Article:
The Consumer Affairs major in UW-Madison’s School of Human Ecology is likely to be cut due to a lack of funding.
SoHE Dean Robin Douthitt said SoHE administration has requested the University Academic Planning Committee cease admissions to the major, which is typically the first step in eliminating programs.
Douthitt said there are currently 11 vacant faculty positions within the program and only enough money to fill about four of the positions.
“We have to make some pretty serious budget cuts and we’re at the point right now where we have cut to the bone and the only place we have to turn now are eliminating faculty lines,” Douthitt said. “If we eliminate faculty lines, we have to eliminate programs; we don’t have the luxury of doing anything else.”
Academic Planning Committee member Laura Dunek said the committee will likely grant SoHE’s request to cease admissions.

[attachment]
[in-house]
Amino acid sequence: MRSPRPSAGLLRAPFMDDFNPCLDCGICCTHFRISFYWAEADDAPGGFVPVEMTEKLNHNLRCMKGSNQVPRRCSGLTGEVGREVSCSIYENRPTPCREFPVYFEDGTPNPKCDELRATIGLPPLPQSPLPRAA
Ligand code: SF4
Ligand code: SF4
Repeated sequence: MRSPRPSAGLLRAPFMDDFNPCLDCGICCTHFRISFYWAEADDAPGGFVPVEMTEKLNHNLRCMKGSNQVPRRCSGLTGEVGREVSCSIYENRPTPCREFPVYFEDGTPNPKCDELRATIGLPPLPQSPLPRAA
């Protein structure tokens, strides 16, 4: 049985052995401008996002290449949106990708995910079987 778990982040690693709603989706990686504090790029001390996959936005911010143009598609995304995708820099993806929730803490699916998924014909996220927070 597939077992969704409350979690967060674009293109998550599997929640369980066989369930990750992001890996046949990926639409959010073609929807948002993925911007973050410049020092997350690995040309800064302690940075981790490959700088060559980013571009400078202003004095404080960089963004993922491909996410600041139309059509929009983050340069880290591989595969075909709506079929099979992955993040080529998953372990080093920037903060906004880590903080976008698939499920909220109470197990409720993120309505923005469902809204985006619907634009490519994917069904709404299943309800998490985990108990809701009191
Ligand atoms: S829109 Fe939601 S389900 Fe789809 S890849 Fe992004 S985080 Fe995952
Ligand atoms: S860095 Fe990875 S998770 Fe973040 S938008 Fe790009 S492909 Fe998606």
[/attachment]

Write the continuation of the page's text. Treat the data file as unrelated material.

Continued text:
“There’s no funding for these programs and without funding, from a reality standpoint, the programs are dead,” Dunek said.
Even if the program is eliminated, the more than 160 students enrolled in the major will be allowed to complete their degrees.
Maddy Krueger, a junior in the Consumer Affairs program, said the program gives students who are not admitted to the Business School another option to gain experience in the business field.
“You learn how to interact with customers rather than just learning the practices of business, which I really like because it’s more of a hands-on approach,” Krueger said. “I feel like it’s more practical learning.”
Douthitt said while she and other SoHE faculty did not want to cut the program, they had few other options.
“We have to come to terms with all the reductions that have been made in our budget,” Douthitt said. “Any time that we reduce options for undergraduate students it’s very serious and it’s not anything that any of us are pleased about at all, but we simply do not have the resources.”